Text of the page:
Archbishop Charles Balvo
Archbishop Charles Balvo

This will be the fourth papal visit to the country. Local authorities are planning for at least a million people to join the Holy Father at the University of Nairobi grounds for a mass.

Archbishop Charles Balvo
Archbishop Charles Balvo

The Catholic Church, which is organising the pastoral side of the visit, expects at least 1.5 million faithful to be in the city when the Pope arrives.

QUESTION: Of what significance is the Pope’s visit to the Catholic nation?

ANSWER: This is the Pope’s first trip to Africa and it will start in Nairobi and then proceed to Kampala and Bangui. This will be his first opportunity to come face to face with the Church in Africa and it is an important event. There have been a lot of meetings between us and Rome but we are happy it is happening. Pope Francis will have a message for the different parts of the world, but most importantly he will have something to say to Africans. In other parts of the world, the Church is on the decline, but faith remains an important part of daily life in Africa. He wants to see that first-hand and then give his vision for Africa and the Church.

A lot has been going wrong in the Church. What would you say is going right with the Church at this time of his visit?

I think what is going right for the Church now is tolerance. Unfortunately, religion has been used the world over and historically as an instrument of division. But one of the things that the Church is currently doing is preach inter-religious tolerance. To this end, the Pope will meet people from across the religious spheres to engage them in their different approaches to the various challenges facing humanity. Different religions have different approaches to problems facing us all but ultimately all of us are working towards the same thing. We all work towards the improvement of the human race as well as tolerance. This will be an important session to show that we need to be tolerant with each other: Despite our different visions of who God is, our differences should not be tools for division.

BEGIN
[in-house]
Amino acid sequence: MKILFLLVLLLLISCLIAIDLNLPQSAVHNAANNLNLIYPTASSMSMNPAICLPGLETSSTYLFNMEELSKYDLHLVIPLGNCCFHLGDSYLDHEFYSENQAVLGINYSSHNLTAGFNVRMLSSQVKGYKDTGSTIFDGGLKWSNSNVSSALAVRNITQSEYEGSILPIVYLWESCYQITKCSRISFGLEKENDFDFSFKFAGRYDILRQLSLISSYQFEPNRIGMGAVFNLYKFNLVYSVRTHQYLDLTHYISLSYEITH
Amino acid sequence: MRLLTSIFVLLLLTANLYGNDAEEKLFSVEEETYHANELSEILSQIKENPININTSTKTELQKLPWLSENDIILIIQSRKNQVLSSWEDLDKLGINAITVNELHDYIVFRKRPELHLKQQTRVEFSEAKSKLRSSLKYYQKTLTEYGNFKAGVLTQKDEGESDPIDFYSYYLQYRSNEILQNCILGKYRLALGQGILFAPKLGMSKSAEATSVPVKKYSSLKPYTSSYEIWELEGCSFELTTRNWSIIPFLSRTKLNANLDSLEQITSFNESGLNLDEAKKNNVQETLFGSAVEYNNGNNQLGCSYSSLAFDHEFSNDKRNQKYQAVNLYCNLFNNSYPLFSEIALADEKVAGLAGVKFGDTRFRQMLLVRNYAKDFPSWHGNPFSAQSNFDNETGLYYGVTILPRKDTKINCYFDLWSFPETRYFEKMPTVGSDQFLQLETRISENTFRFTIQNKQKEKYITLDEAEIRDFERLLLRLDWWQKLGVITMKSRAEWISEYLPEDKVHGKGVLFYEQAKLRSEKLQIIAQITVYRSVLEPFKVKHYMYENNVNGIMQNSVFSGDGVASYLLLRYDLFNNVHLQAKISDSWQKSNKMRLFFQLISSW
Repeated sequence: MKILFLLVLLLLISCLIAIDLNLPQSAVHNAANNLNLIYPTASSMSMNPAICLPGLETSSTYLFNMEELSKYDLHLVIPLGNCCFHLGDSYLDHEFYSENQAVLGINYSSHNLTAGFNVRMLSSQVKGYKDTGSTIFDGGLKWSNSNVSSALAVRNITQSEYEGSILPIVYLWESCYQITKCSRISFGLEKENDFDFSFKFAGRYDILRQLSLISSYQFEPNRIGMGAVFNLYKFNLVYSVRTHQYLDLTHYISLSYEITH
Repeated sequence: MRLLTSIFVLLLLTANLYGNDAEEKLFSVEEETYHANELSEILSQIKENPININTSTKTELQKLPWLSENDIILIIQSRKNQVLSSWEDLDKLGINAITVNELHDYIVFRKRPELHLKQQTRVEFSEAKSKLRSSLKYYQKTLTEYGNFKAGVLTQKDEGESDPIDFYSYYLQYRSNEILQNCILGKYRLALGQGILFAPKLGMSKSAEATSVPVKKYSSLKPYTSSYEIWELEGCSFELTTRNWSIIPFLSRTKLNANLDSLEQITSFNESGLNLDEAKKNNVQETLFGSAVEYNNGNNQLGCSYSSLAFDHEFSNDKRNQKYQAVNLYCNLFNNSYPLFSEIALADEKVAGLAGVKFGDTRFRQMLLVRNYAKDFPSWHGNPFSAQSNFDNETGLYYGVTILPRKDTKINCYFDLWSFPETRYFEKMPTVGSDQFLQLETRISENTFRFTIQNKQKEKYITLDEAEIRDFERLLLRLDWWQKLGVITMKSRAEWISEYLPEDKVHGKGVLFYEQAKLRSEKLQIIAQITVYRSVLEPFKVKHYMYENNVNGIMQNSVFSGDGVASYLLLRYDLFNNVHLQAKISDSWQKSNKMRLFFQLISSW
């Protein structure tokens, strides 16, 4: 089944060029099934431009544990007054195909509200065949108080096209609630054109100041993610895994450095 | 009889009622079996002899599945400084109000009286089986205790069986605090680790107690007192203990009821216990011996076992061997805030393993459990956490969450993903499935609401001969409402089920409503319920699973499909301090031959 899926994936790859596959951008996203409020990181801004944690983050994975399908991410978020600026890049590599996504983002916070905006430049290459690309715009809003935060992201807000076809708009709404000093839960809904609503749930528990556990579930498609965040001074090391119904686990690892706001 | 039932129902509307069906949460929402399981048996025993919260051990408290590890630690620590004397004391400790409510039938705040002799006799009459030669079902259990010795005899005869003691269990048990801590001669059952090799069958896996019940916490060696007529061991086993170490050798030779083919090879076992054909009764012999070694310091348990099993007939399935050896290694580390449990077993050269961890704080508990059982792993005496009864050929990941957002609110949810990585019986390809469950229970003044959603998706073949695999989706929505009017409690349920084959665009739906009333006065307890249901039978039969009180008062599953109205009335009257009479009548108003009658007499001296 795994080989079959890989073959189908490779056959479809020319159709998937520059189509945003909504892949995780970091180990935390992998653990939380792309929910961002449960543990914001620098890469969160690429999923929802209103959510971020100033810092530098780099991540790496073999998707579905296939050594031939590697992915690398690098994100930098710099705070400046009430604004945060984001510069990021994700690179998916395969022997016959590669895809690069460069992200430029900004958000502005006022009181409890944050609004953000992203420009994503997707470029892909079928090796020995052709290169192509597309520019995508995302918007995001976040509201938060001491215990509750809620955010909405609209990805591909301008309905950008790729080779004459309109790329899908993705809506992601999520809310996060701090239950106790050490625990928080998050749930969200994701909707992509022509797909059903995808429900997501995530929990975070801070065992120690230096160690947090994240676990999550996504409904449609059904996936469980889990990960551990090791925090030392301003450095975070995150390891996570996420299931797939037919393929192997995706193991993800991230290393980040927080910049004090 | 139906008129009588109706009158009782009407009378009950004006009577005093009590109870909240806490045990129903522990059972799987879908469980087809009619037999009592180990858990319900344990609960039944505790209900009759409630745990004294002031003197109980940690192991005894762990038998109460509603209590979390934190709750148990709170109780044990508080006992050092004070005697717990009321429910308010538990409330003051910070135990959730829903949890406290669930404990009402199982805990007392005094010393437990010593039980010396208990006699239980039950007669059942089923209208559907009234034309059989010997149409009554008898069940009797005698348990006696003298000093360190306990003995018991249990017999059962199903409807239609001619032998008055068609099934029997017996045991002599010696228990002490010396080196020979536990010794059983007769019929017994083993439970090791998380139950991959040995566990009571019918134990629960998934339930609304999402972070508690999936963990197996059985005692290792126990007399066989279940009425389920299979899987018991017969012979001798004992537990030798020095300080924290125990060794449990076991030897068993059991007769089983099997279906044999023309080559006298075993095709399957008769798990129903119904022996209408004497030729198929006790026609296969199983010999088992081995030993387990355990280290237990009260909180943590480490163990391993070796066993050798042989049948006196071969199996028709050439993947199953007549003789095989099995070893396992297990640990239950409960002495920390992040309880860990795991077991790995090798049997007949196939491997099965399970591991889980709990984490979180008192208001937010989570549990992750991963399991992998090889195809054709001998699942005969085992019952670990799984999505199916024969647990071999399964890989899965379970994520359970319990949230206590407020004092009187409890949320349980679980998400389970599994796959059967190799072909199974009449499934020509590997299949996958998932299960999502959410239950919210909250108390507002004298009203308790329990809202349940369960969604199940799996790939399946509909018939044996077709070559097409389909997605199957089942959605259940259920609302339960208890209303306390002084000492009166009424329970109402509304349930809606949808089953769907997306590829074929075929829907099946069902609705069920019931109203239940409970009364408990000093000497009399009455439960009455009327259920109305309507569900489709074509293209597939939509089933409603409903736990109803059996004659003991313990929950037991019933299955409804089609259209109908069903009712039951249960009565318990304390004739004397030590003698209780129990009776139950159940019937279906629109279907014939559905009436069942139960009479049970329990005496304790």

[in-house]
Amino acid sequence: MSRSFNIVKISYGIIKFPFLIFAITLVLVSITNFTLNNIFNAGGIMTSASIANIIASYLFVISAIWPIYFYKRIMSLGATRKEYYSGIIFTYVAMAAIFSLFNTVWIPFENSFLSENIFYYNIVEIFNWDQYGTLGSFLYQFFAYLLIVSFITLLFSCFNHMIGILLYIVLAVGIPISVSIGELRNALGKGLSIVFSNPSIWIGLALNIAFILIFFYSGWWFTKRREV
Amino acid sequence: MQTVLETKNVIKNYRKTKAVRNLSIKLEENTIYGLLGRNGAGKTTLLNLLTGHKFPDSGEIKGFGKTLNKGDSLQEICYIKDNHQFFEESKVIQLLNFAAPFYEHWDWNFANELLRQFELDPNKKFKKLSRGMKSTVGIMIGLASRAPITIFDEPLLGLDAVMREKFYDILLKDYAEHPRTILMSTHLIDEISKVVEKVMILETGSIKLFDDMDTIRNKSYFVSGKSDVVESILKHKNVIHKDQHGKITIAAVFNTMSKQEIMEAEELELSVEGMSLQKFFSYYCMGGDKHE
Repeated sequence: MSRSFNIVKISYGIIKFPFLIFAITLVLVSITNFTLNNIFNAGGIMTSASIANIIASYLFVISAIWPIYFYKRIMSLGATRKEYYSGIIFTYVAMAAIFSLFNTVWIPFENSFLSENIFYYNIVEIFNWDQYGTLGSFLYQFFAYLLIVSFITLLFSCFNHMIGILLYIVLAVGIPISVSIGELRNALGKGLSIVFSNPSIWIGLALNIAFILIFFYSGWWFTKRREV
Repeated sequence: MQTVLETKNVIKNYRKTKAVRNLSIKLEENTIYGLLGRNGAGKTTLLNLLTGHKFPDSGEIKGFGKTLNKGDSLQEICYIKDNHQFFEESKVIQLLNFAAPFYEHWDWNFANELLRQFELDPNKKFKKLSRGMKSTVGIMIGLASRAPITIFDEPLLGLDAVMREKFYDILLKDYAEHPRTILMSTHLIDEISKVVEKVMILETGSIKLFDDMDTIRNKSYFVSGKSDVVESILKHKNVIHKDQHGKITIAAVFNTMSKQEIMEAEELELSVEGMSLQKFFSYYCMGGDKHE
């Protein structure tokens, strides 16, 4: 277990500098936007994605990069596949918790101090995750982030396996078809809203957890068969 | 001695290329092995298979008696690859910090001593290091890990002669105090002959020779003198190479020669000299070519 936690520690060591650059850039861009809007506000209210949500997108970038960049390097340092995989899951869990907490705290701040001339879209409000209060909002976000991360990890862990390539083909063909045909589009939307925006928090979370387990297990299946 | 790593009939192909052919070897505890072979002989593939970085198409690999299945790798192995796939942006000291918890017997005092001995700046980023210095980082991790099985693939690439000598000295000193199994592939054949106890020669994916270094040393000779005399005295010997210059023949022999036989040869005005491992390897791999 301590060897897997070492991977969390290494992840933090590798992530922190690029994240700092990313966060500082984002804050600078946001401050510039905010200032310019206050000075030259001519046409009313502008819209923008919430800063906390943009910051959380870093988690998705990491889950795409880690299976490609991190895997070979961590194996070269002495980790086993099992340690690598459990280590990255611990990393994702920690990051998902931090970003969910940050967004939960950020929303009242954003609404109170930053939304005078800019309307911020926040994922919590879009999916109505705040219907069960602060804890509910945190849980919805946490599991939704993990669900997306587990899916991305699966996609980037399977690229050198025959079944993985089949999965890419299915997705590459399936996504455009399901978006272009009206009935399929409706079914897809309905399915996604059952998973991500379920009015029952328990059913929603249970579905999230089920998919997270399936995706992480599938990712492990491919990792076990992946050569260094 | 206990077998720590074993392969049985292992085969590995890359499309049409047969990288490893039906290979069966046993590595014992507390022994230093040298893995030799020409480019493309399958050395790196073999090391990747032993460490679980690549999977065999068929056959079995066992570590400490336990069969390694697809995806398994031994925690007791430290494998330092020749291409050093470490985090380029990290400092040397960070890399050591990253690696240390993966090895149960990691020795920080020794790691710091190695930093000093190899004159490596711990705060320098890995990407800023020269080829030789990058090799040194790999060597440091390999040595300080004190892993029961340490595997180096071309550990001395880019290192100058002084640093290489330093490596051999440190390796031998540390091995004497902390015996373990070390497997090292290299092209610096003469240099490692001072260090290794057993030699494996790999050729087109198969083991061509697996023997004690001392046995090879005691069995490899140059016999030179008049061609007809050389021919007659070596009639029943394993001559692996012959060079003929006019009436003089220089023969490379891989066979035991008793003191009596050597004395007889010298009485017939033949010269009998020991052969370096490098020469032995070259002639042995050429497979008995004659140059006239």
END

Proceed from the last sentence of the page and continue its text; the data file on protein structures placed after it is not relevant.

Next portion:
How has the planning been like from a logistical point of view?

Ever since the meeting was confirmed, we have had a series of meetings, but thankfully everything is being handled.

The Kenyan Catholic Church has always been vocal on governance issues. The Pope’s visit comes at a time when the country is facing a crisis in confidence. Will he speak on this?

Yes, he might speak about some of these things, but only in a general sense. He will not speak on specific issues that have come up, like the teachers’ strike for example. The Pope, traditionally, does not want to get too involved with issues that are country-specific. He might generally talk about the need for governments to exist at the service of the people but he will not get into specifics.

By Daniel Wesangula, The Standard


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